T Nation

Sports Illustrated

If you guys have not picked up the most recent issue of SI, you really need to. A few pages in, there is a 6-8 page spread showing the different athletic body types. I thought it was fascinating and a little suprising to tell the truth. Anyways, pick it up and take a look. It spans most sports and covers both men and women. Every pick is to scale compared to the next and it really interesting to see a 700 lb sumo wrestler next to an 80 lb jockey or to see Lisa Leslie standing next to a midget figure skater like Tara Lipinski.

I’ll check that out. Thanks!

I checked it out other day and was going to post about it. I was really surprised that so few of them had good leg development. With the exception of the sprinters, Terrell Owens, and Kamali (duh), a lot of them weren’t the genetic freaks that I expected them to be. Good stuff!

Thanks, Jason for this info! I’ll be picking up the issue today!

What did you expect to see from a “genetic freak?” Someone with very low bodyfat levels? I think it is a common misconception that low bodyfat translates into athletic performance. It is what the muscles do that is important. When I went to an Ian King seminar, his quote was, “I see fatties winning the gold medals all the time.” Whenever I drop bodyfat to a point I can clearly see my abs, my energy is sapped. If I were a competing athlete, I would probably maintain a moderate bodyfat, like in the 14% range.

I would feel like a fat cow at 14%BF. 8-9% is better.

Don’t call me a fat cow!! lol.

Sorry!!! I can’t help it, I’m a skinny bastard.

I agree to an extent. One’s bodyfat set point is somewhat important, but let’s not forget that VO2 max is enhanced at lower body fat percentages (to a point of diminishing returns when immunity is compromised), especially in weight bearing sports. Why else would Poliquin be so concerned with manipulating carbup frequency? He tries to keep his athletes at 8% or below. I wasn’t expecting to see shredded monsters; I was just commenting on how much different most of these athletes (especially the NBA guys) look without their uniforms. Honestly, did you expect to see a pot belly on Stephon Marbury?

Bodyfat doesn’t affect performence??? Try wearing a 10-15lb. vest and tell me if you don’t notice a difference in quickness, agility, etc. Yo

Stephan Marbury has a pot belly?!? LMAO. I gotta check that out now.

I guess it just goes to show you, some guys take their genetic gifts for granted. Rather than refine their gifts and make themselves unstoppable, they just live with what they have and become pretty good.

I must agree - Marbury was the biggest suprise.

I also expected Kim Chevesky (sp?) to weigh more than 135. I guess it’s because she’s getting away from bodybuilding now in favor of fitness.

I haven’t checked out the issue yet, but it would not surprise me to see some fatties. For example, I saw Apolo Anton Ohno without his shirt on, on a previous issue, and he look quite flabby. Someone like Charles Barkley, will never, and never had, a classical basketball body, like MJ, but he nevertheless was a phenomenal athlete. Get his bodyfat to David Robinson level and I think you’ll see his performance decline.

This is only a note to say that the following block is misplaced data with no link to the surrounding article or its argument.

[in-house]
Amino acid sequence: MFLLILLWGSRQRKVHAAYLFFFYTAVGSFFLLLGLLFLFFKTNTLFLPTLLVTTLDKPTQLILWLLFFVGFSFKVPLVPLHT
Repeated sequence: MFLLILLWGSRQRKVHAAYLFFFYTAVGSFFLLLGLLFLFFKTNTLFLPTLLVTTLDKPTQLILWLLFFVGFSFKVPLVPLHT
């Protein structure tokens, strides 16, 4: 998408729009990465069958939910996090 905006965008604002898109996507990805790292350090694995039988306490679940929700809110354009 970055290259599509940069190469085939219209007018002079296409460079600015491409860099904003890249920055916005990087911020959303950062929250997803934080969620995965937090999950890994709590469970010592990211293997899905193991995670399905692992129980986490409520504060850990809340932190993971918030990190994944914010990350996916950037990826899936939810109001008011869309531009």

I think it is simplistic to think that lower is better, as far as bodyfat goes. I think there is a confusion over cause and effect. Most sprinters are gifted by being heavily muscled while being very lean, by nature. It doesn’t necessarily mean that you have to get lean in order to be a sprinter. Get someone who is naturally very fast, but chubby, and make him lose fat to extremely low levels, and you’ll sap his strength. Sure, if you are carrying extreme levels of fat (like Jared in his pre-Tubway days), the extra weight will be a detriment, but the extra strength that comes with a 4-5% extra BF will certainly outweigh (no pun intended) the extra mass for SOME athletes.

Speaking of sap, Warren Sapp, in my opinion, would never do well if he was as lean as Jevon Kearse, though both excell as defensive linemen.

Oftentimes the increase in bodyfat on an individual is more than made up for by the increase in leverage. Although I think subcataneous fat is quite useless especially when it tends to congregate in one specific area a case can be made for interstitial fat being able to improve athletic performance.

So, Ko picked up this issue last night. And I was able to quickly thumb through it. Very interesting. However the pic of Kim Chevesky (gawd, how do you spell that gal’s last name?!), was taken AFTER she formally left bodybuilding and began her fitness training. I’m amazed they didn’t have a fitness competitor in the mix.

But again, interesting. And definitely a issue to keep in the "archives". But, you know what? Them distance runners are waaaaaay too thin.

Just picked up the issue last night. It made me feel a lot better about my physique, looking at all these topflight athletes. I guess looking at bodybuilding magazines distorts one’s standards. Stephon Marbury does look a bit soft, but a potbelly would be a slight exaggeration. I thought that female high jumper looked the best (forgot her name). The layout gave me a reality check. Bodybuilding (as opposed to weightlifting) is a purely aesthetic pursuit, not an athletic one.

Whats the date on this magazine? I looked at a few recent ones Oct7 on Sep.30 of Sports Illustrated and didn’t see this article. Thanks

The date is Oct. 14th I believe.

I checked it out last night. A lot of the athletes surprised me. Especially basketball players, they seemed real lanky. Jason Kidd just looked strange.

i was very un-impressed by the phisiques of these top athletes. I had 2 kids who were on my football team who are currently d1 players, they also played basketball in highschool. and they both had incredible phisiques, they looked like batman, they were specimins. also one of there dads was a pro bodybuilder, that probably doesn’t hurt.